First, the current financial crisis must not divert us from addressing the continuing development crisis. Nor can this be a matter of ‘either/or’: the world must mobilise the resources to meet both. It is an inescapable fact that the financial crisis will put pressure on all sources of financing for development. Developing countries will find capital markets harder to access. The value of their commodity exports will fall. They will find that private sector investment is harder to attract. Income from remittances will fall, and aid budgets – already inadequate – will come under greater pressure.
But with an exceptional effort to meet commitments made and generate the resources, the Millennium Development Goals can be met. Failure to meet the MDGs would represent a terrible waste of human potential – ‘financing for development’ is a means to an end: we are all agreed on the ‘end’, and the primary purpose, which is human development and human dignity for all.
|Kamalesh Sharma - SG, Commonwealth|
Third, development must target two groups in particular: women, and young people. Women, as the half of the population that bears considerably more than half of its problems – and as the strongest single litmus test for the health of any society. There remains a significant gender inequality in all areas, whether domestic or external. And young people, in that it is they who will inherit this century. It is in them that our hopes for the 21st Century are invested.
We in the Commonwealth have long championed both of these causes, with strategy, budgets and programmes to match. We also believe in a sustained and comprehensive plan for promoting youth and women entrepreneurship.It is fair to conclude that an enormous challenge still lies ahead – first in guaranteeing the rights and basic needs of women and young people, but also in unleashing all of their potential to benefit themselves and the societies of which they are a part.
Fourth, we have all started to see in recent weeks and months, what has been the leitmotif of the Modern Commonwealth in all of its 60 years. That is, that the challenges which the world presents us – financial, developmental or environmental – can only be fully met through international cooperation. That is easier said than done, not least because it has become abundantly clear that the current system of international institutions of the 20th Century is not well suited to supporting countries in our task in the 21st Century.
It was in 2007 that Commonwealth leaders began to pursue this reform collectively and actively, setting out earlier this year their agreed principles for such reform: effectiveness, fair representation, responsiveness, transparency, and accountability. These are principles which seem to be widely acceptable and accepted: indeed they found a strong echo in the G20 statement issued in Washington.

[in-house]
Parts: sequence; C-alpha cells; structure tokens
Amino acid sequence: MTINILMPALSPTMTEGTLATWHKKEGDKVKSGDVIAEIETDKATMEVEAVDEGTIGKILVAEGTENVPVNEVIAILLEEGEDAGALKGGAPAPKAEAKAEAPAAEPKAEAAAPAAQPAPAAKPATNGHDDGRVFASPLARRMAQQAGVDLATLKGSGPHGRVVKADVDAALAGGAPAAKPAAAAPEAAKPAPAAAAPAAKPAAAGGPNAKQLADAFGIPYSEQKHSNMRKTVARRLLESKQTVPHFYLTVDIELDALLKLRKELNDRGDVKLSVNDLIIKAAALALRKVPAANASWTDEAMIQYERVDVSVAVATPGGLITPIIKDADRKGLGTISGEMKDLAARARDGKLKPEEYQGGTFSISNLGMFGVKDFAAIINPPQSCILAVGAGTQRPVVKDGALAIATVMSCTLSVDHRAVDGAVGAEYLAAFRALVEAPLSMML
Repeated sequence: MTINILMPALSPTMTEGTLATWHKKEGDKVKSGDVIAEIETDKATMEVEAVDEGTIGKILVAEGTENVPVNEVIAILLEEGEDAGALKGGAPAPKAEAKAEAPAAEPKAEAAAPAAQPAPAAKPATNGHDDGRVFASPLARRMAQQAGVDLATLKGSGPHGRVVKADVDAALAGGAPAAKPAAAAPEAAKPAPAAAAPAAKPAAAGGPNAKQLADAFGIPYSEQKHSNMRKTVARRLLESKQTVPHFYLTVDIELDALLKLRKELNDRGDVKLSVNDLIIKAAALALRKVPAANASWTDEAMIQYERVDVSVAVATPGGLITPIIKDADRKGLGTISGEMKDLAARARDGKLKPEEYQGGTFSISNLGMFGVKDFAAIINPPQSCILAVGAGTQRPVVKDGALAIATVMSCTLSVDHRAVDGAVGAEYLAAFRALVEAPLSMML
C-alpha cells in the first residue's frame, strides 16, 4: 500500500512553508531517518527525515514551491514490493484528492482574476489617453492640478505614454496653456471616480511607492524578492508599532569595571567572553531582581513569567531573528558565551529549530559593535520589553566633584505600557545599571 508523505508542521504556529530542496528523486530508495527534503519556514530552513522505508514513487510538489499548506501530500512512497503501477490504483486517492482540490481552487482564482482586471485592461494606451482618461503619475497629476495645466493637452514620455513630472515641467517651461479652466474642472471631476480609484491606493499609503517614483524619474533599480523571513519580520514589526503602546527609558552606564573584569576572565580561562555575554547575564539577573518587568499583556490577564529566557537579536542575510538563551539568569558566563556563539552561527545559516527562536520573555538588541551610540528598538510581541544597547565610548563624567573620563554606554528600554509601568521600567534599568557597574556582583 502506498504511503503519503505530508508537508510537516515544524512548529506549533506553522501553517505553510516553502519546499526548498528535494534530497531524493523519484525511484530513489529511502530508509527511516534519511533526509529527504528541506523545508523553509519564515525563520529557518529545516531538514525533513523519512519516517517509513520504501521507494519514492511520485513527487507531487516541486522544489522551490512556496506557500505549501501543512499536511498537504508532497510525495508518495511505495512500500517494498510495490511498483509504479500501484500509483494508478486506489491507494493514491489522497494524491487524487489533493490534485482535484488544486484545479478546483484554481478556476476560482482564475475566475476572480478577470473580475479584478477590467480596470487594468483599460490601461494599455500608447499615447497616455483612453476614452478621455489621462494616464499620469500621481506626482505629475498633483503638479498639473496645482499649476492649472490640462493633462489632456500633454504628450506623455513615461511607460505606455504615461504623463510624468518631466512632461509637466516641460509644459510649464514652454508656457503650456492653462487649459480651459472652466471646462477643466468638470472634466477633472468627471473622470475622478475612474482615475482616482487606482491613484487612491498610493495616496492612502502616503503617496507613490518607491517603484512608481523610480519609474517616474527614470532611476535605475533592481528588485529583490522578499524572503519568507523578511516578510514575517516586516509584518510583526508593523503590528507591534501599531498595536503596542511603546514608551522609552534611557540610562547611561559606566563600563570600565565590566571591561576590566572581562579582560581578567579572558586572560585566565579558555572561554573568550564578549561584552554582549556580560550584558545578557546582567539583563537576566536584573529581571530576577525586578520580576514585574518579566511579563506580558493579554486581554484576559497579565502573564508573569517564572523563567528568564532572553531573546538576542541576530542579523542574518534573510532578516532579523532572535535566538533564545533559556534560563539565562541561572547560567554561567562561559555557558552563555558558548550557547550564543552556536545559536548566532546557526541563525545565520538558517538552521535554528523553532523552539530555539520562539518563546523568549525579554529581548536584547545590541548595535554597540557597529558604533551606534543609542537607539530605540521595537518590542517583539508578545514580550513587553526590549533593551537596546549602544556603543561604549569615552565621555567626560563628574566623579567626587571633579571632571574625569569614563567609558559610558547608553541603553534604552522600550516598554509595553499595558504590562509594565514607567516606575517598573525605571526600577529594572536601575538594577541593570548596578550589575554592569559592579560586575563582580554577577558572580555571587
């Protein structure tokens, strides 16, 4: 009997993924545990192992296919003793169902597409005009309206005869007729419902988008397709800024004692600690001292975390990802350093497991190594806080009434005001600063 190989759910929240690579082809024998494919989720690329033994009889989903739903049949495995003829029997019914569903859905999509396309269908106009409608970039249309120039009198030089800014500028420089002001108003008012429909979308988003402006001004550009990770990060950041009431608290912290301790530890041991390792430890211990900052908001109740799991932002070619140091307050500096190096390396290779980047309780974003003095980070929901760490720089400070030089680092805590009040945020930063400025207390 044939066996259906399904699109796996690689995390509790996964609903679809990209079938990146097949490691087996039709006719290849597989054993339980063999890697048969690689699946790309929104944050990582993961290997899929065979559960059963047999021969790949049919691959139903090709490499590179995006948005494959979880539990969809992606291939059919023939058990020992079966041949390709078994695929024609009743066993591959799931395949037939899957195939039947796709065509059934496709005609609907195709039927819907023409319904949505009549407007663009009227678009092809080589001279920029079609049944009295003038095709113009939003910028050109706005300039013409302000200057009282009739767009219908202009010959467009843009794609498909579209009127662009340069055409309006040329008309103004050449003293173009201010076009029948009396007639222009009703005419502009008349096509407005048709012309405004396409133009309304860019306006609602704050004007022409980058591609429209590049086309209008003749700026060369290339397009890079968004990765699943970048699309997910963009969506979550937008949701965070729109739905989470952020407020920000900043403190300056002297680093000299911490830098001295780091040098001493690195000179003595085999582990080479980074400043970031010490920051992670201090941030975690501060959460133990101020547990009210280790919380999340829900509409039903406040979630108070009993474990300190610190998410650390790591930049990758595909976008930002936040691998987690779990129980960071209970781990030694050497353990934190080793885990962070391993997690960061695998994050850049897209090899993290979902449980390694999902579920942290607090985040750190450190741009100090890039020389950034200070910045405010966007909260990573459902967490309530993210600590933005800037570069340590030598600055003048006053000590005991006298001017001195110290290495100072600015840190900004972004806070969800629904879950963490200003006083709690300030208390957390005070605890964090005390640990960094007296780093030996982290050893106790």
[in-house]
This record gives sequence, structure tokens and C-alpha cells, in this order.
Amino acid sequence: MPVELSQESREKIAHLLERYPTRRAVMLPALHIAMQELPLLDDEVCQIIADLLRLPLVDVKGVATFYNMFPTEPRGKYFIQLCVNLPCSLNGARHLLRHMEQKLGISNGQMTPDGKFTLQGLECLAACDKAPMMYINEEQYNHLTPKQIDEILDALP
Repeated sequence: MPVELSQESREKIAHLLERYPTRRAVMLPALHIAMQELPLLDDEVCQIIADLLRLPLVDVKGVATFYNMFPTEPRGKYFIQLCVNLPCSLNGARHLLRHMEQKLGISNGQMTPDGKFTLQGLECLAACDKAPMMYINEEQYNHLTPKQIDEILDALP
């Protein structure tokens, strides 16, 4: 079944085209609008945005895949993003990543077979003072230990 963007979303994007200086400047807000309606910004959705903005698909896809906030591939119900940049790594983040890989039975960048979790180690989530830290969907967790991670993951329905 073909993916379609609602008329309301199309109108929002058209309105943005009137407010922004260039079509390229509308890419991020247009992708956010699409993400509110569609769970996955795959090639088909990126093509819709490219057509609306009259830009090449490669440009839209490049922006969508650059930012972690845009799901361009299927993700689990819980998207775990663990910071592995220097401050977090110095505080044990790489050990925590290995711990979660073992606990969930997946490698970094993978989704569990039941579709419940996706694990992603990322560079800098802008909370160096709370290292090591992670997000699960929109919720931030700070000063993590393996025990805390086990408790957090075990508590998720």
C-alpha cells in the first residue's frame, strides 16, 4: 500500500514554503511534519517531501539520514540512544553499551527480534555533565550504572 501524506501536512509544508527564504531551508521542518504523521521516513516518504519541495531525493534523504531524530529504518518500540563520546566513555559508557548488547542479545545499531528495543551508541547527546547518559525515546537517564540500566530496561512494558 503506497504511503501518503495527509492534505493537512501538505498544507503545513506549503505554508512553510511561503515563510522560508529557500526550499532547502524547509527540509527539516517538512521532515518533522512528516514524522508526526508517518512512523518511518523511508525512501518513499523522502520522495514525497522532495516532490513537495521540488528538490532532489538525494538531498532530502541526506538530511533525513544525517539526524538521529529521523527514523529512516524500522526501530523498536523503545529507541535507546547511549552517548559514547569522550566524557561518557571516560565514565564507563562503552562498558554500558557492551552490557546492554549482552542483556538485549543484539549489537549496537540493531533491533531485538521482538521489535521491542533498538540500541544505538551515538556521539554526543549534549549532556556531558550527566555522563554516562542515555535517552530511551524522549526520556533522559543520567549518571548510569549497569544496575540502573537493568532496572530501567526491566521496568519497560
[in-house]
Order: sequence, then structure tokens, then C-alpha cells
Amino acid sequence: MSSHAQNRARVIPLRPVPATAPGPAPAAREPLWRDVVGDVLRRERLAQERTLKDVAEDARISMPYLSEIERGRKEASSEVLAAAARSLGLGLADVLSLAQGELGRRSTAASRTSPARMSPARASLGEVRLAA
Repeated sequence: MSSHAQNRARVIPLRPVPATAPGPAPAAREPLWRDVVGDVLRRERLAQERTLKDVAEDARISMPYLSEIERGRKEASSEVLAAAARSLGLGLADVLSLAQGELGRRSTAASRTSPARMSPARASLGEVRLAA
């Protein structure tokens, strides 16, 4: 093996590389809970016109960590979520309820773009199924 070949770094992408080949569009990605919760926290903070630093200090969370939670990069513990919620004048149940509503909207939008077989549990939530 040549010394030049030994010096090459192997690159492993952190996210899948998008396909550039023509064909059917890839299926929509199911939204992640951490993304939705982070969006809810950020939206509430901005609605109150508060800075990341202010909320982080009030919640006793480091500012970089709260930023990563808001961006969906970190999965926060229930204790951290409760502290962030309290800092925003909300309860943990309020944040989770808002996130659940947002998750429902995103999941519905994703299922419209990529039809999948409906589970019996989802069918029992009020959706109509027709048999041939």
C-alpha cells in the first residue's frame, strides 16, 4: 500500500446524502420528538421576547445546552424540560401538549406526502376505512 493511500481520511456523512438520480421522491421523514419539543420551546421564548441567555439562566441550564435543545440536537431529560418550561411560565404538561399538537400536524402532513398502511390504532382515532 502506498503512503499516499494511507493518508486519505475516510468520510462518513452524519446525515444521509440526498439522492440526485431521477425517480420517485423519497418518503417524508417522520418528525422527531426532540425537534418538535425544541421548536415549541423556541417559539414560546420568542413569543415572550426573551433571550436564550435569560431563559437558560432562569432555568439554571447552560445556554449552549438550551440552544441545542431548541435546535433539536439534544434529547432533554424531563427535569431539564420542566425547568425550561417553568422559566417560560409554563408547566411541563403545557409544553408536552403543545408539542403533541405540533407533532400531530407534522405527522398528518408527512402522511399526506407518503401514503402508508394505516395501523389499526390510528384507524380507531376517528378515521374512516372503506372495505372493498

The key is that the process of reform must embrace all participants of the global community. Ways must be found by which the views and suggestions of all governments can be brought to the table for consideration. Global reform requires global engagement in which all voices are heard. From this, a new architecture of financial governance should emerge which enjoys the confidence of the world’s citizens. If not, the reforms will not enjoy the legitimacy required to be sustainable.
Since we adopted the Monterrey Consensus, underdevelopment has remained the primary global emergency. In some respects, the emergency has become more acute, with the cumulative crises of environment, food security, energy and finance, as well as the intractable situation of some regions. In other respects, there is positive news, with large sections of the underdeveloped world having moved up, bringing hope to other regions. But the expansion of the global zone of prosperity has been uneven, and the global community is challenged to concerted action to make poverty history not too far into the 21st Century. For this century will be fateful in defining our human destiny. We must believe that we are capable of grasping that opportunity.
At the heart of the Monterrey Consensus lies the need for governance and resources. Pivotal to the success of the whole process is that responsibility for the two be taken with coherence between the local, national, and global levels. Also pivotal is the understanding that the social and economic sectors are two sides of the same people-centred challenge. The Growth Commission recently established that the only common factor between all the dramatically successful developing countries of the last three decades was investment by each in health and education, not in any aspect of economic policy.
We also believe that countries need to equip themselves with skills and a robust level of activity among small and medium enterprises; transparent and enlightened governance standards; and responsive institutions, to create the conditions for sustainable economic advancement.
The key to success in defining the Monterrey Consensus when we first forged it, and in renewing our commitment to it now, is partnership. Responsibility for implementation and contribution is shared. This spirit must endure. The Monterrey Consensus was a watershed compact where we undertook collective responsibility to secure our shared future; such a perspective – and this solidarity – must endure.
By Kamalesh Sharma
On the occasion of the International Conference on Financing for Development to review the implementation of the Monterrey Consensus, Doha, Qatar.